My job would be impossible without research. I often consult The Medium’s style guide (The Canadian Press Stylebook). Well-respected books like Strunk and White’s The Elements of Style can be very helpful. Failing those, I compare the arguments and examples on grammar or dictionary websites (some are more reliable than others), or consult with other editors (I’m lucky enough to have a professional editor for a mother). If worst comes to worst, sometimes a slightly advanced use of Google can turn the Internet into a worldwide corpus of how, and how often, people use a given term.
You might wonder what makes it so hard to find the correct usage. I discovered very early that this is a fundamental misconception about copy-editing, and a fundamental flaw in prescriptivism: the assumption that there is always a correct usage. In reality, only a few rules seem to follow from our use of language, which is itself changing; the rest are editorial convention. And most are disputed. Different style guides abound, and they all recommend different things. Of course, certain patterns represent clearly defined camps, like American or British style. Canadians have it harder, since we can’t agree on what to glean from each side.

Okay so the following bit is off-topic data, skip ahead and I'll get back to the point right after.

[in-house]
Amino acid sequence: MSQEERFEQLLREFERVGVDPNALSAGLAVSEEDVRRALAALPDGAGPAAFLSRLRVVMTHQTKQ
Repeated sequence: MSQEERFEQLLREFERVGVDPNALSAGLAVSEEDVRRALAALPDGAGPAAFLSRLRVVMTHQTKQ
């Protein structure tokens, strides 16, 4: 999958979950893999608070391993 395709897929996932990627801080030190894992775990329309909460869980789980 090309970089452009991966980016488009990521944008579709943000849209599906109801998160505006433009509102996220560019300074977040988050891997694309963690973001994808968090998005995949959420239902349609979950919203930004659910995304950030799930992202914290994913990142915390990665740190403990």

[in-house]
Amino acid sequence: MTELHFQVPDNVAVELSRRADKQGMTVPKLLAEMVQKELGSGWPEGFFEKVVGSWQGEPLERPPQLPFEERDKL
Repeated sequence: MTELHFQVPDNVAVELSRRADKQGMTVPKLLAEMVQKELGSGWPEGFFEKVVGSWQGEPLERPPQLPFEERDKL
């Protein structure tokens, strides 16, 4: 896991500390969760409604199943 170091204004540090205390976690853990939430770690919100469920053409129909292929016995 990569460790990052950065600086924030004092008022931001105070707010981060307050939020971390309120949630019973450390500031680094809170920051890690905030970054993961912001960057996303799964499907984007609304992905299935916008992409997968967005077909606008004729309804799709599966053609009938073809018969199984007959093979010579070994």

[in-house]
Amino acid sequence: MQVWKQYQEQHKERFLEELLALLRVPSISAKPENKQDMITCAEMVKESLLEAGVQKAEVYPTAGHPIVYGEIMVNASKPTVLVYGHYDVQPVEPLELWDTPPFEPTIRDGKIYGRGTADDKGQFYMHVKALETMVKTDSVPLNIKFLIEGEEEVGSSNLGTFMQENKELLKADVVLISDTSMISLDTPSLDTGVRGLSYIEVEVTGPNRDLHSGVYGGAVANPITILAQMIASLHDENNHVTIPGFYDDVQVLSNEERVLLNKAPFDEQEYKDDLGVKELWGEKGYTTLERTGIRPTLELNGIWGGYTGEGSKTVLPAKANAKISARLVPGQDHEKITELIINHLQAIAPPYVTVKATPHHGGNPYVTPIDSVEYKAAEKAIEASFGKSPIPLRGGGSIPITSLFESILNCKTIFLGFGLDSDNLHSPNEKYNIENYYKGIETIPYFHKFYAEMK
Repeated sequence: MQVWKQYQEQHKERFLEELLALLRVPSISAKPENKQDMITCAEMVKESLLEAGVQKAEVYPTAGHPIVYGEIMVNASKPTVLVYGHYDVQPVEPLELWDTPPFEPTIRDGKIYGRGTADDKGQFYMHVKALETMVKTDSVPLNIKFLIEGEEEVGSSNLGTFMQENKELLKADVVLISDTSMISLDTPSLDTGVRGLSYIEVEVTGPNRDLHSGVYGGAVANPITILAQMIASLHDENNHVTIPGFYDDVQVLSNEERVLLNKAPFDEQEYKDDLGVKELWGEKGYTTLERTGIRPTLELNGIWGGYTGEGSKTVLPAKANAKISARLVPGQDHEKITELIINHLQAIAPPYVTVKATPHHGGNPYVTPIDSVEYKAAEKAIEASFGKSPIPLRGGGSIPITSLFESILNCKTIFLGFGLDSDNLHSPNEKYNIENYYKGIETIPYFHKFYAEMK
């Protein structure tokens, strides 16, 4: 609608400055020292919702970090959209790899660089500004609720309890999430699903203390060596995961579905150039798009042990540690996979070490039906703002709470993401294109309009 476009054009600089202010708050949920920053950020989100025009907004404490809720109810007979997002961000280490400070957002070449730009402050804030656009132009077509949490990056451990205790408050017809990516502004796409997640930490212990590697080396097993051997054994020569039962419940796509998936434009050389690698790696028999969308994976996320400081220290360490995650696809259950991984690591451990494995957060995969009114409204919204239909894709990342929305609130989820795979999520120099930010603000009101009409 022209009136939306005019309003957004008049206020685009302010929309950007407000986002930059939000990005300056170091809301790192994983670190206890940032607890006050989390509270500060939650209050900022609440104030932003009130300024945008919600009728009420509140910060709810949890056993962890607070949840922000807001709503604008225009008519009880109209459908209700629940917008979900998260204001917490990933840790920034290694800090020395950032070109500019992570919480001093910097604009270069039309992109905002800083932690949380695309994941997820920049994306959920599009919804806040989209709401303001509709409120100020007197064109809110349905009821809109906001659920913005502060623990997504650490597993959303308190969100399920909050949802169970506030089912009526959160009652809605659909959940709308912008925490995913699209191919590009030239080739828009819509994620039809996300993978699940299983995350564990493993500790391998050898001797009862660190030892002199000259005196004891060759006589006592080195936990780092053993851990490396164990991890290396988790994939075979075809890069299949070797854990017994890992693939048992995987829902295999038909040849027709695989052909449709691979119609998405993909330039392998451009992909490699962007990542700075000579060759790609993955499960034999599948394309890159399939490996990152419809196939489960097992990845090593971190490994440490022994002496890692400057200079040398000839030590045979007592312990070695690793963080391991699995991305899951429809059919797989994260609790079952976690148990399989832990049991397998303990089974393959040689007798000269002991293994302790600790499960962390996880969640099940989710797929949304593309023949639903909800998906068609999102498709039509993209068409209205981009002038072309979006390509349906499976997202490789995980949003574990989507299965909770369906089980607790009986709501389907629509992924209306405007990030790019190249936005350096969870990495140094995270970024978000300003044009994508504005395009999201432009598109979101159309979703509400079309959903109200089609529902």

In some cases a generalization can never be always correct. Take the serial comma, the comma before the last item in a list (“poems, stories, and essays” vs. “poems, stories and essays”). Every style guide dictates differently if and when you use it. But both options can be made to sound wrong. If I say, “I’d like to thank my parents, Madonna and God,” you wonder why I think Madonna and God are my parents. A comma after “Madonna” solves the issue. But in the case of “I’d like to thank my mother, Madonna, and God,” the same comma makes Madonna my mother, and the sentence would be clearer without it. The only sane course is flexibility.